The impunity surrounding the murder further contributed to its devastating effect on Costa Rican journalists, who now fear violence in reprisal for their work. According to a June survey by La Nación, 55 percent of the 97 journalists polled said they had received some kind of threat during their careers. Though some threats were physical, most journalists were threatened with defamation suits.
Medina’s murder boosted efforts to reform Costa Rica’s antiquated media laws. Two days after the murder, two deputies presented plans to the Legislative Assembly to create a commission mandated to investigate the laws, according to Fernando Guier, a lawyer and columnist for La Nación.
On July 23, a group of editors presented a proposal to revise the press laws. One of several currently pending before the Legislative Assembly, the editors’ proposal is considered to be the most comprehensive. For defamation cases, it introduces the “actual malice” standard, which requires plaintiffs to prove not only that the published information is false, but also that the journalists knew or should have known it was false at the time of publication. The legislation encodes the neutral reporting standard, which says that journalists cannot be sued for accurately reproducing information from an explicitly mentioned source. The proposal also provides for the protection of journalists’ sources.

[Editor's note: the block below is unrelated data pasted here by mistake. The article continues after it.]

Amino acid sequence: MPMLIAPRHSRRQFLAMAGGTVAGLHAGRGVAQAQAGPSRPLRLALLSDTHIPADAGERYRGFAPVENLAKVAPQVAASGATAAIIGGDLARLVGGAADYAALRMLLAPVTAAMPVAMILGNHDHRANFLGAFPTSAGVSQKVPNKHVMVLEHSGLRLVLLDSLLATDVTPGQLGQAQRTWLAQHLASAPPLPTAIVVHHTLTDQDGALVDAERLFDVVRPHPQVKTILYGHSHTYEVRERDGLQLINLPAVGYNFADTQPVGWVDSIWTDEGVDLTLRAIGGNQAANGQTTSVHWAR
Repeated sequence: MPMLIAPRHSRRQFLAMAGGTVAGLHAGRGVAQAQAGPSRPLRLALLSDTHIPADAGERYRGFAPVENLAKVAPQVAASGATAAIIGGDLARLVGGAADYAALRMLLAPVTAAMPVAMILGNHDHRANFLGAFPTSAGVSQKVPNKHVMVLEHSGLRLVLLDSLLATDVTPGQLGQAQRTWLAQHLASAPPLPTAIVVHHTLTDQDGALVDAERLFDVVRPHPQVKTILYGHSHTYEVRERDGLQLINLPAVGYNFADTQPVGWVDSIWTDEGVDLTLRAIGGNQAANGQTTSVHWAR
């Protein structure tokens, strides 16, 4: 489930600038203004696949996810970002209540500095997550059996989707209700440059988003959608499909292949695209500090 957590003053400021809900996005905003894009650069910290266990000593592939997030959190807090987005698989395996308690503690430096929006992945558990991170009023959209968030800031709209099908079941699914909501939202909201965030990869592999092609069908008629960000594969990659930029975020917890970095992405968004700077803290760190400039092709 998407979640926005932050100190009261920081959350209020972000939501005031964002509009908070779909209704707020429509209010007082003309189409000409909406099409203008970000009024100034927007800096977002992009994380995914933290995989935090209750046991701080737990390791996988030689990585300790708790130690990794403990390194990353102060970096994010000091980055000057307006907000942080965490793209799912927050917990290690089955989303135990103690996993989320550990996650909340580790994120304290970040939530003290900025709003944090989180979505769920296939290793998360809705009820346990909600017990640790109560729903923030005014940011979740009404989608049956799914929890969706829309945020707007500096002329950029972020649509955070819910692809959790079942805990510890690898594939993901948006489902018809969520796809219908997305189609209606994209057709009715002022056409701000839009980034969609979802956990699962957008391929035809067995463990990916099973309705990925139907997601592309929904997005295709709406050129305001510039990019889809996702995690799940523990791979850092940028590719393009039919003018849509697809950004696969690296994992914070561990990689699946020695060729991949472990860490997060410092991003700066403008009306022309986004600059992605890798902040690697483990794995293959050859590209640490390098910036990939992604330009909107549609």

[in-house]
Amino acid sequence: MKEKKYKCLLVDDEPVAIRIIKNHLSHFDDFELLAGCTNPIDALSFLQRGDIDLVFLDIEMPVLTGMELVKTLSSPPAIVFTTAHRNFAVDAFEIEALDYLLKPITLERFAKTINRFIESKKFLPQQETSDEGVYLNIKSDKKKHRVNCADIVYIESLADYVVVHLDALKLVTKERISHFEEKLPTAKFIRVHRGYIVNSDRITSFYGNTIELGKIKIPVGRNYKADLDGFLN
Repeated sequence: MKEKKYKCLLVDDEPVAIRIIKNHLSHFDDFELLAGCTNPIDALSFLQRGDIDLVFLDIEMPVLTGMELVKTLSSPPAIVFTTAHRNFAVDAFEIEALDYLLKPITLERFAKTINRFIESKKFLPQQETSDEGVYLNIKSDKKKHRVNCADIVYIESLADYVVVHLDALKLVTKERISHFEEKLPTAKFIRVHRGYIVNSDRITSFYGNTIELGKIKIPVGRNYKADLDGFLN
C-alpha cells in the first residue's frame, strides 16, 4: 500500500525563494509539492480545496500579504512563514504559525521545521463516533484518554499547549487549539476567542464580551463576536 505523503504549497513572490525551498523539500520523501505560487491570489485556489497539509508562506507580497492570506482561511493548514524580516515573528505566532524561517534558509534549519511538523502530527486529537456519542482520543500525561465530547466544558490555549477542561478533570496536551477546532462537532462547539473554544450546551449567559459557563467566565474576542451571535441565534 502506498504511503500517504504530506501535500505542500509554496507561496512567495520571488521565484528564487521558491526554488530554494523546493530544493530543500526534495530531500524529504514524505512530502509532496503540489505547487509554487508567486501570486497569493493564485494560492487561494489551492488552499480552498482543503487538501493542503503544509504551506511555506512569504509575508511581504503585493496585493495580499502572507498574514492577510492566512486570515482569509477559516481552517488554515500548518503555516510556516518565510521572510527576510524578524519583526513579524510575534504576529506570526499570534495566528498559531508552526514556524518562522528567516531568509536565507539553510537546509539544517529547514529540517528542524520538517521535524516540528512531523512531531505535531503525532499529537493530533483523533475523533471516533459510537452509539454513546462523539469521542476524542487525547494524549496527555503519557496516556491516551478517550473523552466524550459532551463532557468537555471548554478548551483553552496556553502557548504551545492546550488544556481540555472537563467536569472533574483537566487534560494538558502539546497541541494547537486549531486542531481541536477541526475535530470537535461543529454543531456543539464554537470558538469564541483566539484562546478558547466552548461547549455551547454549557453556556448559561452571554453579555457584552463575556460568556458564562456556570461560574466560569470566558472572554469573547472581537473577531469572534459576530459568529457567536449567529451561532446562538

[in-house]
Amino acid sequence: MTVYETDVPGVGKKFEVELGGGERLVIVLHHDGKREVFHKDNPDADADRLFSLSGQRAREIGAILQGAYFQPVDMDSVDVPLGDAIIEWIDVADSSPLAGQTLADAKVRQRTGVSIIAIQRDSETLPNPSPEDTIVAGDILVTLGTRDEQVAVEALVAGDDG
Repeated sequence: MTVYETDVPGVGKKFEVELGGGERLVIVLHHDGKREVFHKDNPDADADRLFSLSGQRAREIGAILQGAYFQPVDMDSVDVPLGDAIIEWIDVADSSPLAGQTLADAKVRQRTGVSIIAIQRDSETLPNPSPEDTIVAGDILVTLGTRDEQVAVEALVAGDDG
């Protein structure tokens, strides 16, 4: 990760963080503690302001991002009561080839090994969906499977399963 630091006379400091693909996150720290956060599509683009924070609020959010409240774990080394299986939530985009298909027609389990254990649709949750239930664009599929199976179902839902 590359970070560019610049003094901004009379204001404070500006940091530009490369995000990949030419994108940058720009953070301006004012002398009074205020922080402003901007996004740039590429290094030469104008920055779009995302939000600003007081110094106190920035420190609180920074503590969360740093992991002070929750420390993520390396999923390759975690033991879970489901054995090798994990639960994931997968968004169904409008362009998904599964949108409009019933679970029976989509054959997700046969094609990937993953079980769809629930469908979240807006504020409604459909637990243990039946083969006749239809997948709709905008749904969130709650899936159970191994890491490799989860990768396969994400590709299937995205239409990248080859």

The Legislative Assembly’s press freedom committee convened several times, hearing editors, representatives of the journalists’ association Colegio de Periodistas, Supreme Court justices, and legal scholars. But no agreement had been reached by year’s end. Only one of the proposed changes was accepted–the elimination of the crime of disrespect, a little-used provision that imposes prison terms of up to two years for offending the honor of a government official